Inside North Syquia: This Man Cave with a Killer View Has a Craft Beer Lab
Moving into a new home is always exciting; the smell of fresh paint, an empty space waiting to be decorated, the sense of a fresh start. On the other hand, the logistics involved can be a nightmare. More so when there’s a raging typhoon.
“The seawall broke during that storm about nine years ago,” Glen Carberry recalls. "I moved in here without electricity and a lot of water everywhere. It was warming me up for life in Malate… ha ha ha!”
American transplant Glen Carberry, who moved to his North Syquia apartment nine years ago, has built an eclectic space that reflects his passions.
Manila's famous sunset is one of the highlights of the pre-war apartment. This view also inspired the logo for Glen’s new project, 63 North craft beer.
Glen’s Asian journey started in Japan where he lived for a while before moving to Hong Kong to establish his IT company. He admits to having a great time in both countries, but felt more comfortable with Manila’s vibe. “As an American traveling around Asia, when you get to the Philippines, it feels a lot like home,” he says.
For some time, the expat lived in an art deco building on Menlo Street in Pasay. “It was a lovely home,” Glen says, “but I didn’t know my neighbors.” Toward the end of his lease, he bumped into Dixie Mabanta, whose family owns North Syquia Apartments, and learned of a vacancy.
“Obviously, the view here is the best feature. But in general, my decision to move to North Syquia was mostly about the people living in the building, who I’m friends with,” he shares. “Plus the charm of this place. At some point, as a foreigner, you’re gonna ask yourself, why live in the Philippines if you’re going to stay in a super nice suburban area?”
His work desk, positioned next to a window, offers views of the fantastic sunset. The poster on the left was purchased in Hong Kong, where Glen lived for a few years.
Photography, one of Glen’s many hobbies, is represented by the various lenses on top of a side cabinet.
'When you get that view every evening, some days you just want to enjoy it. Some days, you get the camera and try to get a great shot,' he says.
He admits to having “a geeky instinct for collecting and hoarding,” but has no aptitude or interest in decorating. “I’ve been 20 years in this country now without a proper dining table... 20 years and counting. So, I’m definitely slow in decorating,” he adds. “Though I did a quicker job with my bars than my apartment. Ha ha ha ha!"
But who needs a dining table when you have your own craft beer lab? It sits smack center in the apartment’s dining area, near a well-stocked mini-bar.
Over at the living area, Glen positioned the other essentials of his man cave: a desk by the large windows and, on the opposite side, a cozy sofa in front of a flat-screen TV.
Glen’s skateboard rests against a shelf filled with books and various vintage curious.
Below the mid-century starburst clock, an eBay find, are watercolor paintings of Wisconsin Avenue in Georgetown, where he is from, and the main buildings of Georgetown University, his alma mater.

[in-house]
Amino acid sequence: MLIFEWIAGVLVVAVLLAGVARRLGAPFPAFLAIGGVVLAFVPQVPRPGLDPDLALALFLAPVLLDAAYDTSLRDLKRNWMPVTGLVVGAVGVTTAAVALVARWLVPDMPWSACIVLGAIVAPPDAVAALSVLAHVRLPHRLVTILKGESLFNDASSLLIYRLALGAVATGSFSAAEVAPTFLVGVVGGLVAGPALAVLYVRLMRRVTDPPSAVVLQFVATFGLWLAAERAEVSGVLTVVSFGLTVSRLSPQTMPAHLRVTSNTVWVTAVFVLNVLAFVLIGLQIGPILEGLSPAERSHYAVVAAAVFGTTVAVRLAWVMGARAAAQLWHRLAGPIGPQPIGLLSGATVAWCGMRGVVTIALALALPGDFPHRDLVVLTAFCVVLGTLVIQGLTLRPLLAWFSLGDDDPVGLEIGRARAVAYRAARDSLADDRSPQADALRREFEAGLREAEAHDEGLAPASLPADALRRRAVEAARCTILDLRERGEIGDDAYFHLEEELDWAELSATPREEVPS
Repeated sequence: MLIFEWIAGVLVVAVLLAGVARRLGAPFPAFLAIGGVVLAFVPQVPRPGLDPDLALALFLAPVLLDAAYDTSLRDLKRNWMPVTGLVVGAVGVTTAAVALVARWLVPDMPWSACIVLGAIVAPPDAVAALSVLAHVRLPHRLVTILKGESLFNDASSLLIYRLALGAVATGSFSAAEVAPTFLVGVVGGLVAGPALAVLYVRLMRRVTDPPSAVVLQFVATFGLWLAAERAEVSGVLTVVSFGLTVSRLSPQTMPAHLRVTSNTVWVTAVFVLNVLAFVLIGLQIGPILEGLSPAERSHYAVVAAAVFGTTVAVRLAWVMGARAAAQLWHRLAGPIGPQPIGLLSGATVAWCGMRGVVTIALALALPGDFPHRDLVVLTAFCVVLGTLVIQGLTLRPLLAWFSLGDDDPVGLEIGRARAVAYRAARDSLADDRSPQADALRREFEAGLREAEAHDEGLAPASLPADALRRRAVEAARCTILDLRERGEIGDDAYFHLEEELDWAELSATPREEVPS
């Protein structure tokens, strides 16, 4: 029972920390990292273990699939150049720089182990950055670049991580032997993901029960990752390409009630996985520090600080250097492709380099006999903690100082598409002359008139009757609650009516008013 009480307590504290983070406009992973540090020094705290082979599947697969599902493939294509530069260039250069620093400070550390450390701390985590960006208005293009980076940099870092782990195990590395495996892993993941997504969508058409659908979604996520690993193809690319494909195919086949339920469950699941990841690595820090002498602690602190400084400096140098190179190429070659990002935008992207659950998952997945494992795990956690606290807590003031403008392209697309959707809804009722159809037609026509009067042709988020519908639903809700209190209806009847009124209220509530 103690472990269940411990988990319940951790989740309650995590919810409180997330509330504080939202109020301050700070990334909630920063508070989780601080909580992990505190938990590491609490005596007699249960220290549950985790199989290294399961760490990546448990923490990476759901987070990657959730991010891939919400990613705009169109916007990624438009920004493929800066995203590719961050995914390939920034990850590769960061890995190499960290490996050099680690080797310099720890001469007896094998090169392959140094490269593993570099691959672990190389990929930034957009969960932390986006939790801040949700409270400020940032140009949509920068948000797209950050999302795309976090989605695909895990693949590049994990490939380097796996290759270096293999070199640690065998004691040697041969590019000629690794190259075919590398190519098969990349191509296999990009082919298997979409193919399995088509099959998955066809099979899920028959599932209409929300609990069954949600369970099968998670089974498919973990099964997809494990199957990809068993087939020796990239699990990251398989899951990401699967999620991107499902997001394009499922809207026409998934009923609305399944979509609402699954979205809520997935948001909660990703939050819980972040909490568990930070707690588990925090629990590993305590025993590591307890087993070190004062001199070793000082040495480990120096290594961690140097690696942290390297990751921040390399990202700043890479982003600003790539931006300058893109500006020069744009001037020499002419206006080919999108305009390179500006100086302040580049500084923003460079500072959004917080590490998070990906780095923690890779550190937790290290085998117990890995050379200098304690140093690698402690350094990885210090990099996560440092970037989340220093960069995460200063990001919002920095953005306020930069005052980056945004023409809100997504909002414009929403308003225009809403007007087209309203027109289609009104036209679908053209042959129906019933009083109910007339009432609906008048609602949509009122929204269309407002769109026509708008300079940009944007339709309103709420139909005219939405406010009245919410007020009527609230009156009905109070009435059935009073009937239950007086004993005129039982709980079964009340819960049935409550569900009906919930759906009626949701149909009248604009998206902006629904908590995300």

A craft beer 'lab' sits at the center of the apartment’s living area.
The fish painting is from the now-defunct restaurant Le Souffle. 'I spent a lovely evening drinking wine in the bar there. The fish were talking to me, so I had to bring them home,' Glen explains.
Everywhere—on shelves, walls, and just about every surface—are Glen’s collection of vintage curious, books, artworks, and mementos from home, as well as his travels. He made room for his other hobbies, as well: two guitars parked near the TV, his ukulele resting on a chair, a keyboard tucked in a cabinet somewhere, and finally, the handsome bike alongside a skateboard.
“I play the guitar, not well at all. Ha ha! They're mostly for my own amusement. Something to do while watching television. As for the bike, I like the bike itself as much as I like riding it,” he says.
All that plus the killer sunset view make Unit 63 the man cave that most guys can only dream of, except that it’s not really Glen’s intention. “I don’t want to turn this into a complete man cave," he says. "The more time my girlfriend spends here, I think it softens things up a little bit. She also helps me tidy up.”
This cozy seating area is where Glen lounges while strumming his guitar.
The carpets are from Uzbekistan, which Glen visited around 15 years ago.
Above the minibar, a poster reminds him of home. 'I like travel posters. Obviously, when an American ends up living in Asia, travel is always an important part of everything. So I enjoyed that,” Glen says.
The move to North Syquia, Glen realized later on, marked a professional turning point. Homebrewing, which started as a hobby, is fast becoming Glen’s full-time job. He started to brew around eight years ago and supplied the beer for some of North Syquia’s parties.
“It was well-received,” admits Glen, smiling at the thought. “This beer project really grew out of my love for home brewing.” With small-scale commercial brewing on the horizon, Glen gave it a name—63 North, to honor its roots—and incorporated the view from his apartment into the logo. “The coconut trees turned out pretty well,” Glen proudly exclaims, “when I paired them with a fairly art deco-looking font.
It seems the IT world is about to lose one of its entrepreneurs. “There’s less IT work for me these days,” he muses. “And I’m in the process of opening a new business—Baler Brewing Co. Brewpub—in Baler, where we’re heading out next week. I’m looking forward to spending more time at the beach… and making more beer out there.”